China raises concern on intangible cultural heritage protection

( ) Updated: 2016-03-31 11:13:34

“This will avoid the long process, complicated steps and unreasonable deduction during the fund transfer. Meanwhile, we have adopted various measures to strengthen the supervision on the performance of those inheritors who have received the subsidies. For example, in some provinces, annual work reports, work plans and periodically evaluations on inheritors’ performance are required to encourage inheritors to fulfill their duty of promoting intangible cultural heritage,” noted Ma.

To ensure the most effective use of the subsidies, Ma added the Ministry will go on supervising the fund in light of requirements to the State Council and the central government.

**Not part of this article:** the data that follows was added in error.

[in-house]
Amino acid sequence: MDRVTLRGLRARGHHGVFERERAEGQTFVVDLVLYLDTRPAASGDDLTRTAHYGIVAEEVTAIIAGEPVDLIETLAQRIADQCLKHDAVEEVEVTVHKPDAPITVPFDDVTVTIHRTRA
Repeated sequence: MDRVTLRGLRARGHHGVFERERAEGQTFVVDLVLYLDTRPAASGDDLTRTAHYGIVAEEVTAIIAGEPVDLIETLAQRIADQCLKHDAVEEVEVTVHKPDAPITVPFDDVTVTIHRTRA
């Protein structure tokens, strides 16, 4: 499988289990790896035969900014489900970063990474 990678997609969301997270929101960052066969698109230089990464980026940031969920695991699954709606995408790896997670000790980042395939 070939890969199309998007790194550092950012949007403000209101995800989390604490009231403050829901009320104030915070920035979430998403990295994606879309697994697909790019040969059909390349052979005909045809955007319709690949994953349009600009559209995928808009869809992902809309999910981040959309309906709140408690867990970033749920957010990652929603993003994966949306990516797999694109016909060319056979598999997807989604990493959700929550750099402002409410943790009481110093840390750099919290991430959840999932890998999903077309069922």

Ma said, “We will try to increase the subsidies when the condition allows us to. We hope the local governments also provide more support and help the inheritors in their cultural heritage promotion activities.”

According to official figures, 295 out of 1,986 inheritors of national-level intangible cultural heritage have passed away and half of those living are above the age of 70. To prevent the practices from being forgotten, the Ministry of Culture in 2015 started to collect detailed records of the practices and their leading inheritors. In 2016, the skills of 300 inheritors will be recorded.

According to Ma, the ministry also launched a training plan in 2015. Some universities, colleges and institutions with research ability on intangible cultural heritage are entrusted to carry out the plan. In 2016, more than 10,000 inheritors, apprentices and common staff in the field will be covered in the plan.

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